This is a guest post by Brand Niemann, former Sr. Enterprise Architect at EPA, and Director and Sr. Data Scientist at Semantic Community. He previously wrote a blog post for DC2 about the upcoming SOA, Semantics, and Data Science conference. The August Data Science DC Meetup provided the contrasting views of a data scientist and a statistician to a controversial problem about the use of "restricted data".
Open Government Data can be restricted because of the Open Data Policy of the US Federal Government as outlined at Data.gov:
- Public Information: All datasets accessed through Data.gov are confined to public information and must not contain National Security information as defined by statute and/or Executive Order, or other information/data that is protected by other statute, practice, or legal precedent. The supplying Department/Agency is required to maintain currency with public disclosure requirements.
- Security: All information accessed through Data.gov is in compliance with the required confidentiality, integrity, and availability controls mandated by Federal Information Processing Standard (FIPS) 199 as promulgated by the National Institute of Standards and Technology (NIST) and the associated NIST publications supporting the Certification and Accreditation (C&A) process. Submitting Agencies are required to follow NIST guidelines and OMB guidance (including C&A requirements).
- Privacy: All information accessed through Data.gov must be in compliance with current privacy requirements including OMB guidance. In particular, Agencies are responsible for ensuring that the datasets accessed through Data.gov have any required Privacy Impact Assessments or System of Records Notices (SORN) easily available on their websites.
- Data Quality and Retention: All information accessed through Data.gov is subject to the Information Quality Act (P.L. 106-554). For all data accessed through Data.gov, each agency has confirmed that the data being provided through this site meets the agency's Information Quality Guidelines.
- Secondary Use" Data accessed through Data.gov do not, and should not, include controls over its end use. However, as the data owner or authoritative source for the data, the submitting Department or Agency must retain version control of datasets accessed. Once the data have been downloaded from the agency's site, the government cannot vouch for their quality and timeliness. Furthermore, the US Government cannot vouch for any analyses conducted with data retrieved from Data.gov.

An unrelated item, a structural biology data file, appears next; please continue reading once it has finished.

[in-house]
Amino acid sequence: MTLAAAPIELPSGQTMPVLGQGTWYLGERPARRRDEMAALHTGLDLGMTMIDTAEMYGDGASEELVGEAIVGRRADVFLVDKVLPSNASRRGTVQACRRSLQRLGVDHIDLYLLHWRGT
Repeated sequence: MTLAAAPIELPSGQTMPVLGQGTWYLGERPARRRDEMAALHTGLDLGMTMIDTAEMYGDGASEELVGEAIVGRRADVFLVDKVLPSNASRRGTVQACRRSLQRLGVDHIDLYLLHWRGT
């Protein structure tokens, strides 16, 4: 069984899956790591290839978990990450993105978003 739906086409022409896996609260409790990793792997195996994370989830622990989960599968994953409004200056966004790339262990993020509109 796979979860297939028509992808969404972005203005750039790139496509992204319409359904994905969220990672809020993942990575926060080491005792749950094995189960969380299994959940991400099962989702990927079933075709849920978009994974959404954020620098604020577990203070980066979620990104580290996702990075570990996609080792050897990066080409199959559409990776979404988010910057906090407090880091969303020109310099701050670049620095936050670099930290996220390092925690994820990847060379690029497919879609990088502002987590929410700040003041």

Federal Government Data is also governed by the Principles and Practices for a Federal Statistical Agency Fifth Edition:
- Practice 7: Respect for the Privacy and Autonomy of Data Providers
- Practice 8: Protection of the Confidentiality of Data Providers’ Information
Statistical researchers are granted access to restricted Federal Statistical and other data on condition that their public disclosure will not violate the laws and regulations associated with these data, otherwise the fundamental trust involved with the collection and reporting of these data is violated and the data collection methodology is compromised.
Tommy Shen, a data scientist and the first presenter, commented afterwards: "One of the reasons I agreed to present yesterday is that I fundamentally believe that we, as a data science community, can do better than sums and averages; that instead of settling for the utility curves presented to us by government agencies, can expand the universe of the possible information and knowledge that can be gleaned from the data that your tax dollars and mine help to collect without making sacrifices to privacy."
Daniell Toth, a mathematical statistician, described the methods he uses in his work for a government agency as follows:
- Suppression; Data Swapping
- Top-Coding; Perturbation;
- Synthetic Data Approaches
- Aggregation/Cell Suppression; Data Smearing
His slides include examples of each method and he concluded:
- Protecting data always involves a trade-off of utility
- You must know what you are trying to protect
- We discussed a number of methods – the best depends on the intended use of the data and what you are protecting
My comment was that the first speaker needs to employ the services of a professional statistician who knows how to anonymize and/or aggregate data while preserving its statistical properties, and that the second speaker needs to explain that decision makers in the government have access to the raw data and detailed results and that the public needs to work with available open government data and lobby their Congressional Representatives to support legislation like the Data Act of 2013.
Also of note, SAS provides simulated statistical data sets for training and the Data Transparency Coalition has a conference on September 10th, Data Transparency 2013, to discuss ways to move forward.
Overall, excellent Meetup! I suggest we have event host CapitalOne Labs speak at a future Meetup to tell us about the work they do and especially their recent acquisition of Bundle to advance their big data agenda. "Bundle gives you unbiased ratings on businesses based on anonymous credit card data."
For more, see the event slides and audio: